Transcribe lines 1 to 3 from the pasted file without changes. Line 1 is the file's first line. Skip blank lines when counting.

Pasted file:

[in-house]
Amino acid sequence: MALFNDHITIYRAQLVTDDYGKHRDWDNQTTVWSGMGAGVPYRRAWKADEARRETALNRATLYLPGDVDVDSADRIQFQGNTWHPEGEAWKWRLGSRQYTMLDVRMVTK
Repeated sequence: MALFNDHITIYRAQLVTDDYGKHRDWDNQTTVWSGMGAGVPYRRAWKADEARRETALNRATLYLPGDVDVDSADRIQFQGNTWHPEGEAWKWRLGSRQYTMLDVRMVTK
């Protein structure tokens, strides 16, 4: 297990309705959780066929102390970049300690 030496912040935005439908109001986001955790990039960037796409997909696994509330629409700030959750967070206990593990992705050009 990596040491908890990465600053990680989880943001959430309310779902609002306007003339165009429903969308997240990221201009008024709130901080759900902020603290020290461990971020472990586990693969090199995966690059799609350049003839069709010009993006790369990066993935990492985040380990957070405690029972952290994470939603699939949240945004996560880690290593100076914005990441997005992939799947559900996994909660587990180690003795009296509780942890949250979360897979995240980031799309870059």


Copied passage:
[in-house]
Amino acid sequence: MALFNDHITIYRAQLVTDDYGKHRDWDNQTTVWSGMGAGVPYRRAWKADEARRETALNRATLYLPGDVDVDSADRIQFQGNTWHPEGEAWKWRLGSRQYTMLDVRMVTK
Repeated sequence: MALFNDHITIYRAQLVTDDYGKHRDWDNQTTVWSGMGAGVPYRRAWKADEARRETALNRATLYLPGDVDVDSADRIQFQGNTWHPEGEAWKWRLGSRQYTMLDVRMVTK